Dr Kim Polgreen (Linacre, 1989) is currently the inaugural Youth Educator in Residence at Wytham Woods, the 423-hectare, ancient semi-natural woodland which has been owned and maintained by the University of Oxford since 1942.
The Wytham Citizen Science Coordinator Fergus Chadwick secured a grant, and Kim is working with four Oxford schools towards a ‘pollinator project’ called ‘Plan Bee’, that will see students growing species of plant that will attract and sustain wild pollinators such as bumble bees, wasps, moths and flies, some of them in decline.
We meet at her fifth site for pollinators, a wonderfully forgotten corner of a tract of land owned and maintained by the City Council, called Alexandra Park – tucked in between Banbury and Woodstock Roads, just to the northern side of South Parade in Summertown (pictured, right).
Supported by key local residents and recently elected Oxford City Councillor for Summertown Katherine Miles, the idea is to retain everything that’s already great about the pocket of land – perhaps an acre in size – adding a small community orchard and a wild flower meadow and a ‘sensory garden’ theme.
The site already has some terrific mature trees but not so many that they block the light – a gracefully ageing chestnut tree, a mature sycamore tree and a majestic pine. The only removal will be some laurel that has spiralled out of control, and then the rest is planning and execution.
The broader park site has already had some far-sighted tree planting so that an avenue of mature trees lining the western flank of the park now has a counterpart avenue of trees on grass that is otherwise tightly mown and little more.
Kim says that an architect is in the process of drafting a plan, and the hope is to move quickly once it is improved by the grant-giving authority, in this case the Summertown and St Margaret’s Forum.
Kim says that the grant is a Community Infrastructure Levy (CIL) linked to North Oxford, that will be spent in North Oxford Schools.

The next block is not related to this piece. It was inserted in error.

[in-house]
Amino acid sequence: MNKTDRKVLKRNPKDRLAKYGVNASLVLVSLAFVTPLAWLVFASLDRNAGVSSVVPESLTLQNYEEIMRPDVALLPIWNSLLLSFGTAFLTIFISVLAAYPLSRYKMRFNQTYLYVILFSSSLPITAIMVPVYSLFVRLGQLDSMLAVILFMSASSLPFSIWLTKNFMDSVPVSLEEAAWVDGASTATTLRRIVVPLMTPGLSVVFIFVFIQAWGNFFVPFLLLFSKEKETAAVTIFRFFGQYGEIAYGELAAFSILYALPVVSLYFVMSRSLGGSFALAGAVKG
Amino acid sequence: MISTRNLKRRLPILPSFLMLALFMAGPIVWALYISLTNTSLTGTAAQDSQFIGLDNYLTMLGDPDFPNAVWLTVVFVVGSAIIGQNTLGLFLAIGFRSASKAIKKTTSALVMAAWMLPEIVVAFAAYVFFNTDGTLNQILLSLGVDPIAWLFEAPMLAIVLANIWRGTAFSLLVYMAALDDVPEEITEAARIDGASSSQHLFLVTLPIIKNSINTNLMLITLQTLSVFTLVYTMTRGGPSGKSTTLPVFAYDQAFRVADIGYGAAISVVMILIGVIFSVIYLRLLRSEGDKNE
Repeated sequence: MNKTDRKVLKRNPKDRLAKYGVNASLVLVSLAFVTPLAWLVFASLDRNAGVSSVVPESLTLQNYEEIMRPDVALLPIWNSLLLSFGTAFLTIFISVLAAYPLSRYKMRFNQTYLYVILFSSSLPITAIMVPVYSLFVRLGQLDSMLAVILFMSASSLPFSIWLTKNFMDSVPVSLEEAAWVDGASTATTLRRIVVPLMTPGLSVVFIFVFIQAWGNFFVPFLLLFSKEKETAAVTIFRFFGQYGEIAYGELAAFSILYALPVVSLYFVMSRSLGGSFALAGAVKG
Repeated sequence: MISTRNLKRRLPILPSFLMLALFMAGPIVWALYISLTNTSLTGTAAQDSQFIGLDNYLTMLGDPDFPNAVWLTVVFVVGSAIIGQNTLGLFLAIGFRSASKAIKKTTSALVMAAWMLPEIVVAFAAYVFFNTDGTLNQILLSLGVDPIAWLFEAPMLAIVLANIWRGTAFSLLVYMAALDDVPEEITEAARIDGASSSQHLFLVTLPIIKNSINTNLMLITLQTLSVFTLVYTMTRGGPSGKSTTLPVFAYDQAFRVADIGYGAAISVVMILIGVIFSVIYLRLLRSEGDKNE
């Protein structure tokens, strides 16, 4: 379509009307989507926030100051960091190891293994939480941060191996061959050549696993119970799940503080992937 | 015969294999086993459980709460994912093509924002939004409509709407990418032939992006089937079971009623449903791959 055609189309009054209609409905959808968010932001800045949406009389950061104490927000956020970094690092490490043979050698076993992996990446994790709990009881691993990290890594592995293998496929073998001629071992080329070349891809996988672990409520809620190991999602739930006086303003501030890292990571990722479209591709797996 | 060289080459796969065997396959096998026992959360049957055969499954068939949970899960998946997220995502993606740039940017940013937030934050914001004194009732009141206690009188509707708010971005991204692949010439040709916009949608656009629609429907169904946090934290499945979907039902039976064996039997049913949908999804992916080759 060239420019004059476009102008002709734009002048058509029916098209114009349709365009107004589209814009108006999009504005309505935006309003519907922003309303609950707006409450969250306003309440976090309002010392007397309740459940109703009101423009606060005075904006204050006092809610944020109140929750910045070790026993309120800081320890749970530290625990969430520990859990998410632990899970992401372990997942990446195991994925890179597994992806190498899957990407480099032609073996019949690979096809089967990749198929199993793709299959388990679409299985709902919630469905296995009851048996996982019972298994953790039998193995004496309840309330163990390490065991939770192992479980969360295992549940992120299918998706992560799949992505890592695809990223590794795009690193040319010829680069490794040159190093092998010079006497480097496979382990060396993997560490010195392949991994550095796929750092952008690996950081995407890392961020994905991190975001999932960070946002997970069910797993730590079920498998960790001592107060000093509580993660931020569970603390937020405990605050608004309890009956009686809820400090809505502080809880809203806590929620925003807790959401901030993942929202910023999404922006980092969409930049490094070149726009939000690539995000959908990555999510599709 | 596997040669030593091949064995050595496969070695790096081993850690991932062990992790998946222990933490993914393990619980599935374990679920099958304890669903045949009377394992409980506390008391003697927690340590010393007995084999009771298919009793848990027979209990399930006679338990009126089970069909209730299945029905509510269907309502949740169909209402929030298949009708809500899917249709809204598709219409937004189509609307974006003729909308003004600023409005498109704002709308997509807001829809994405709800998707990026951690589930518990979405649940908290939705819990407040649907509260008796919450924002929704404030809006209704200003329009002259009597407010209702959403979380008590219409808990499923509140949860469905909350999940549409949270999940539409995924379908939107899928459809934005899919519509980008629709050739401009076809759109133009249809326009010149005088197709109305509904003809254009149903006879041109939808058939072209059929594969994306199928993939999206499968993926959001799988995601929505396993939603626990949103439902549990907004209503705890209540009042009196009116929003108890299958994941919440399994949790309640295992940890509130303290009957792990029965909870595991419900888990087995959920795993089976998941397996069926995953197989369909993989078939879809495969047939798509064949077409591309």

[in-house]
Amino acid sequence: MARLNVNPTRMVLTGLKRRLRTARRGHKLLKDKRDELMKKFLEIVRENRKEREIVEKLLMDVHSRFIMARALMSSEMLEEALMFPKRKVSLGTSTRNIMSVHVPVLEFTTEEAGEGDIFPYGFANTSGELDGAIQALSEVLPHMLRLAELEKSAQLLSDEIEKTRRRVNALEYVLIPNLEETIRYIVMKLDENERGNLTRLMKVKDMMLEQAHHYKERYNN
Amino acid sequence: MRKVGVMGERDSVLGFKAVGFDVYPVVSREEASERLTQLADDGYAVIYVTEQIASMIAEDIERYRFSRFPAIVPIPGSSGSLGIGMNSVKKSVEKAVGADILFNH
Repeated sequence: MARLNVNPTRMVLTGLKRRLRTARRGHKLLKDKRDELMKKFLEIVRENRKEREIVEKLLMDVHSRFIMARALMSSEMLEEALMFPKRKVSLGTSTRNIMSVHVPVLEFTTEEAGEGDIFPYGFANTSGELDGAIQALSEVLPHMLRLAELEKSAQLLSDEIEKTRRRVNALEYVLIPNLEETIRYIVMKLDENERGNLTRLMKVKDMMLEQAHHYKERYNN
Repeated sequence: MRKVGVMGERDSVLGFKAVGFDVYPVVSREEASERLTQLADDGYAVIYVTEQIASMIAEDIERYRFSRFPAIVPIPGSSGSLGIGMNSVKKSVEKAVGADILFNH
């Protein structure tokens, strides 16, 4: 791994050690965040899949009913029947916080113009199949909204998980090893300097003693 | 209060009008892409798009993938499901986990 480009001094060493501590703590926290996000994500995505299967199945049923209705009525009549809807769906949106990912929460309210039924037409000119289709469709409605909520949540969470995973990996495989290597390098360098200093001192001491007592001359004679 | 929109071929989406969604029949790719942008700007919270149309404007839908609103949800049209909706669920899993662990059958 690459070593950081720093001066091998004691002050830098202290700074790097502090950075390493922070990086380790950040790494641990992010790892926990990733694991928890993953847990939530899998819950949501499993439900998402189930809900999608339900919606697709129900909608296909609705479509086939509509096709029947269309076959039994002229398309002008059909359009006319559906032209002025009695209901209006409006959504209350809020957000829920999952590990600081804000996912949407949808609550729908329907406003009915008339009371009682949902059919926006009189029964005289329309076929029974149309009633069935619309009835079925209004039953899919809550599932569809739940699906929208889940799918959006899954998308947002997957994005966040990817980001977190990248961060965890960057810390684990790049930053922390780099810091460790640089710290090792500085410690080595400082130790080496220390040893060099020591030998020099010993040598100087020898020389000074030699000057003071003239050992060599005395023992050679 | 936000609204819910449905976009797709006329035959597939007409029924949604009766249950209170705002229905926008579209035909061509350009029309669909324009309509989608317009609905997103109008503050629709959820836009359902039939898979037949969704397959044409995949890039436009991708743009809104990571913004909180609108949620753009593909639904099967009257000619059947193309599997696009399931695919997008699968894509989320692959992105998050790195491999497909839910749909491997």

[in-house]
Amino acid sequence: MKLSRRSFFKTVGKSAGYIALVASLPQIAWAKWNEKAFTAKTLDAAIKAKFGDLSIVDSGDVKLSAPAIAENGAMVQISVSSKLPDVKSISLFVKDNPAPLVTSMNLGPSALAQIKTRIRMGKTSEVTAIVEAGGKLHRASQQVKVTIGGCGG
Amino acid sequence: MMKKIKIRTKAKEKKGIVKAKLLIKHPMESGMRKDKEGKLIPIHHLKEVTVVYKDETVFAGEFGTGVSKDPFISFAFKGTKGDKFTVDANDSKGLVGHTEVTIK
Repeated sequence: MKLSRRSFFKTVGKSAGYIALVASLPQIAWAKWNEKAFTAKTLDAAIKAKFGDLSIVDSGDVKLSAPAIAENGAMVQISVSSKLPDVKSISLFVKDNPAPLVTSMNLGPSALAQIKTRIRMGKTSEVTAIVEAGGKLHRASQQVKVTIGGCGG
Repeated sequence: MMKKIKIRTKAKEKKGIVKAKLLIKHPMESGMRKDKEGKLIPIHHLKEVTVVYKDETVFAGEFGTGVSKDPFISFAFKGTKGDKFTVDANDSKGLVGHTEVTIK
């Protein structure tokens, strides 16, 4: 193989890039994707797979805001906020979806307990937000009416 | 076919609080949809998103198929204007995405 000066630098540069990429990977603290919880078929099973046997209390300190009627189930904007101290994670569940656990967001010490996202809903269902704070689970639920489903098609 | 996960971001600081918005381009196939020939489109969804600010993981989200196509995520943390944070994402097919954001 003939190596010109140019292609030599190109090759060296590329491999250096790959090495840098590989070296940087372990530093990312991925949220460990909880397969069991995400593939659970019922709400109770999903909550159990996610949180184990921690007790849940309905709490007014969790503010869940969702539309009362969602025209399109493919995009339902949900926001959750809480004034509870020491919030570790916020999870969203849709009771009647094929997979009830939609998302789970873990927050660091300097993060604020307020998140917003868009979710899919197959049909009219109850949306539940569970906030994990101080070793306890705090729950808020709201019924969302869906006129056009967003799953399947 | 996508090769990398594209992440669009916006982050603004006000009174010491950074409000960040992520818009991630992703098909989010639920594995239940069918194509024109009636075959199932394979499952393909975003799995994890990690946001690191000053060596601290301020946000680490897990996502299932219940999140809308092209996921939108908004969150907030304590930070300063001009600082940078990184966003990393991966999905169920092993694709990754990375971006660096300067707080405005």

The CIL system levies an additional charge on house builders, which can then be spent on a wide range of local assets but particularly parks and green spaces.
‘We are in discussion with The Cherwell School (contributing to the redevelopment of a garden area in their school grounds to be used to learning), and have approached primary schools St Aloysius and St Philip and St James. We will also offer Cutteslowe School the opportunity to participate.’
Whether you call it pocket rewilding or simply maximising the biodiversity of public land for the enjoyment and appreciation of all, the Wytham team’s work forms part of a fierce tide towards ‘growing things’ and reconnecting to the natural environment even within the city, with the recent COP26 to demonstrate why it’s so urgent that we re-establish our collective and individual relationship to nature.
Kim’s own back ground, apart from her DPhil in biochemistry at Linacre, includes being a KPMG Consultant in Sustainability Advisory Services. She also runs an annual Youth Sustainability Summer School at the University’s Environmental Change Institute (ECI), which this year involved the participants camping in the woods up at Wytham.
It’s a case of coming full circle – Kim was among the very first cohort of students who took the Environmental Change Institute’s by now famous Masters degree (MSc) in Environmental Change and Management, within the School of Geography (SOGE). That was back in 1994-5. Now she sees the purpose and value of it in conjunction with her DPhil.
‘I have felt always that despite not following a conventional academic career, everything I learned at Oxford has informed practically everything I have done since.’
Most recently, during the COP26 Climate March in Oxford, Kim helped 18 pupils from the Cherwell School, Oxford High School and St. Clare’s to borrow 20 bags of second-hand clothes from Summertown’s Oxfam store. They spent the morning up-cycling and creating new outfits, before heading to the Natural History Museum for an impactful photo shoot. So-called ‘fast fashion’ is believed to contribute as much as 8% of global climate emissions (pictured, left).